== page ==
During the third session, Prof Han Yang-Sup (Korean National Defense University) examined the combined U.S.-ROK approach to the North Korean nuclear issue. He pointed out that, in the process of achieving the accords, the alliance underwent some strains, particularly since the South-North dialogue has not yet been reestablished. In spite of the problems he identified, Prof. Han suggested that the two allies have demonstrated that they can, together, cope with the most complex, challenging, and highly politicized of problems and still secure a positive outcome. Prof Takesada Hideshi (Japanese National Institute for Defense Studies) traced the negotiations leading to the U.S.-DPRK nuclear Agreed Framework and speculated on North Korea's motives in pursuing a nuclear program. He expressed concern about some aspects of the nuclear Agreed Framework and suggested a future policy which includes both incentives and sanctions. Dr. Larry Niksch (U.S. Congressional Research Service) argued that the Clinton administration strategy is based on several assumptions, including a belief in the near-term collapse of the DPRK. He warned that delays in implementing the Agreed Framework may boost the cost of providing North Korea with light water reactors (LWR) and increase congressional criticism. He also suggested that the Korean Peninsula Energy Development Organization (KEDO) may provide a useful and effective model for U.S.-ROK-Japan cooperation in addressing the problems posed by North Korea. Mr. Selig S. Harrison (Carnegie Endowment for International Peace) reported on his recent talks with North Korean officials, who proposed replacement of the current Armistice Agreement with a two-track security dialogue beginning with U.S.-DPRK military talks. Mr. Harrison argued that North-South dialogue must begin simultaneously with any U.S.-DPRK talks, and that true tension reduction is a precondition to dissolution of the United Nations Command. Nonetheless, he considered the North Korean proposal to be worthy of serious consideration.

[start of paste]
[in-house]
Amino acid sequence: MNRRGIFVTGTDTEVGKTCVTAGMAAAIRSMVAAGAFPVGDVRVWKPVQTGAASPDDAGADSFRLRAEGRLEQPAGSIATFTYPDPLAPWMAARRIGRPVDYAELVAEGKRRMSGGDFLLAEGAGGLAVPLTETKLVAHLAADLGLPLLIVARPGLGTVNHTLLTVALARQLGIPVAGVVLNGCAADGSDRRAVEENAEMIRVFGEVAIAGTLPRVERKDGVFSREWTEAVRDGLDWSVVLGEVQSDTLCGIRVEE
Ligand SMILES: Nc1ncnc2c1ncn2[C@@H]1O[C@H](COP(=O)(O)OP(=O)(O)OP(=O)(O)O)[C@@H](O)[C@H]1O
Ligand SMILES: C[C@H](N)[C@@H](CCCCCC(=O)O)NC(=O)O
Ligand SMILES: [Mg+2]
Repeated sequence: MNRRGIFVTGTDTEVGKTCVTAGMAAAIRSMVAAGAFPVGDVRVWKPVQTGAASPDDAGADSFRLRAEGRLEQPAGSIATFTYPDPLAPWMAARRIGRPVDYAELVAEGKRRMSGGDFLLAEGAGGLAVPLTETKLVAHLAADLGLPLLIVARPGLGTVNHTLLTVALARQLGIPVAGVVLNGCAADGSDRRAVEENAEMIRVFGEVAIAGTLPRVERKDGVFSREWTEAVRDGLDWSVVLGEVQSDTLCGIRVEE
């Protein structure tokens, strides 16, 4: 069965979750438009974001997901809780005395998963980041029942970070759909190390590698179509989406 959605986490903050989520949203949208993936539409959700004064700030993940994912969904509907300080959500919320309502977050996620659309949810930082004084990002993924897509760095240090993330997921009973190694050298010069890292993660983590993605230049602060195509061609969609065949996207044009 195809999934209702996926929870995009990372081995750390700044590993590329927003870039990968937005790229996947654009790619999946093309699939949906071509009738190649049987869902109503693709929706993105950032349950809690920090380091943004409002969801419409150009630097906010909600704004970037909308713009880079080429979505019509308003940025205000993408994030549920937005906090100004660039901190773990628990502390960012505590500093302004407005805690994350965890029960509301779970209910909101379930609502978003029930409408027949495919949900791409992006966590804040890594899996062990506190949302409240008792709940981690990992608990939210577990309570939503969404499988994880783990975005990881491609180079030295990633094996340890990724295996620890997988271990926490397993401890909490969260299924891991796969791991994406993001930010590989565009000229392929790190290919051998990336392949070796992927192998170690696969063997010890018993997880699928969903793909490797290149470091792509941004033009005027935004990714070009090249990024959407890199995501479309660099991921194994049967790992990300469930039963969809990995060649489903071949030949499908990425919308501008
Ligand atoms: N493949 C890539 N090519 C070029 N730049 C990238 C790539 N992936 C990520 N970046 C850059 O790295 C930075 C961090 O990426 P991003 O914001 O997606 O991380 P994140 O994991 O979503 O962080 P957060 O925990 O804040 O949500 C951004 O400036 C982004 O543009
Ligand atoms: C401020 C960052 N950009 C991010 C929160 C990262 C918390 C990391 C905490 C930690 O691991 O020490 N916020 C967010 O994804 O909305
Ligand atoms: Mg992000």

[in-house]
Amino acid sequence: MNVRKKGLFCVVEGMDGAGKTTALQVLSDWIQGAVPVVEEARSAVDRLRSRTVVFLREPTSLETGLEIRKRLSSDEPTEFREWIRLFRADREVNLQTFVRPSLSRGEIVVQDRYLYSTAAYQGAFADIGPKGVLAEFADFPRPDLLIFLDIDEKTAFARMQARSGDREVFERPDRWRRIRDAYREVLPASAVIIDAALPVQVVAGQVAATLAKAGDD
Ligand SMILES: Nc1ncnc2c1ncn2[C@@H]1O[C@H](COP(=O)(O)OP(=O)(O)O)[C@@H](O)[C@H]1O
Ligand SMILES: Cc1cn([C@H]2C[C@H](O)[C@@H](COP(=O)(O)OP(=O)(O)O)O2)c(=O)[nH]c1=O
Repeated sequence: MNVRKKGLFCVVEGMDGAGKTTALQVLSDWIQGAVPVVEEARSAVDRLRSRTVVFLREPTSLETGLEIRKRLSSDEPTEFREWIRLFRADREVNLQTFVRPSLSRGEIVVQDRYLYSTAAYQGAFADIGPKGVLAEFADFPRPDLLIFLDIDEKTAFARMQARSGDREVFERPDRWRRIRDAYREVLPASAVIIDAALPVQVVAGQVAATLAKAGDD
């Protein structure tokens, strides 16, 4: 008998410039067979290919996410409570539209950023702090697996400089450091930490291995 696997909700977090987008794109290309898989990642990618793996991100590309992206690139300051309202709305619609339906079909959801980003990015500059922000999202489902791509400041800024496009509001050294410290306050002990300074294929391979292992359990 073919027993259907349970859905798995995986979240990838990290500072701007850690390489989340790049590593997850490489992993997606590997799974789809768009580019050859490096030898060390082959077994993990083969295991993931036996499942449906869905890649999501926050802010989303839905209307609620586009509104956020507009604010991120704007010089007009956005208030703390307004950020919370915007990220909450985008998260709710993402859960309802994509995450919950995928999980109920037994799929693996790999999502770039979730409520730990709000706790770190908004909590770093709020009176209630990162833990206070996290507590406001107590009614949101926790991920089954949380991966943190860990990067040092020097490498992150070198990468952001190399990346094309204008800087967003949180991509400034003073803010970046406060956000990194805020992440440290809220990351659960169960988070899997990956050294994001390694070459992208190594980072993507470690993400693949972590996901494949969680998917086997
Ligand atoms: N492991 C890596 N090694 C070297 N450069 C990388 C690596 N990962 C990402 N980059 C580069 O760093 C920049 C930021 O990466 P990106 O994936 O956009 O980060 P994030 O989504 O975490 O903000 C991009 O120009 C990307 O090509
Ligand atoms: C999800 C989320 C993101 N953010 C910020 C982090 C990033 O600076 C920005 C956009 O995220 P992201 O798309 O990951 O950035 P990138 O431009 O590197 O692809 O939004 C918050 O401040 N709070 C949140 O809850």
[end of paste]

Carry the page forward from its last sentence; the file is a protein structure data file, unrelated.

During the fourth session, Prof Kim Woo Sang (Sookmyung Women's University) proposed a "limited no first use" regime, in which nuclear powers would renounce the use of nuclear weapons against non-nuclear states. Prof. Kim also provided a persuasive argument as to why post-reunification Korea should be neither nuclear nor neutral and introduced the concept of Korea as a "pivotal power." Prof William T Pendley (U.S. Air War College) proposed a U.S. strategy which supports enduring American interests in a time of dynamic change. He argued for a continued U.S. force presence as essential to regional security, but stressed that capabilities and commitment, rather than some specific number of military personnel, are key to security and stability. Prof William E. Berry (U.S. Air Force Academy) traced the history and impact of the institutional tension between the American executive and legislative branches on U.S. Korea policy. He noted that, at present, the two branches are in general agreement about the U.S. force presence in Korea and suggested that this is because the North Korean nuclear issue has taken center stage in the policy debate.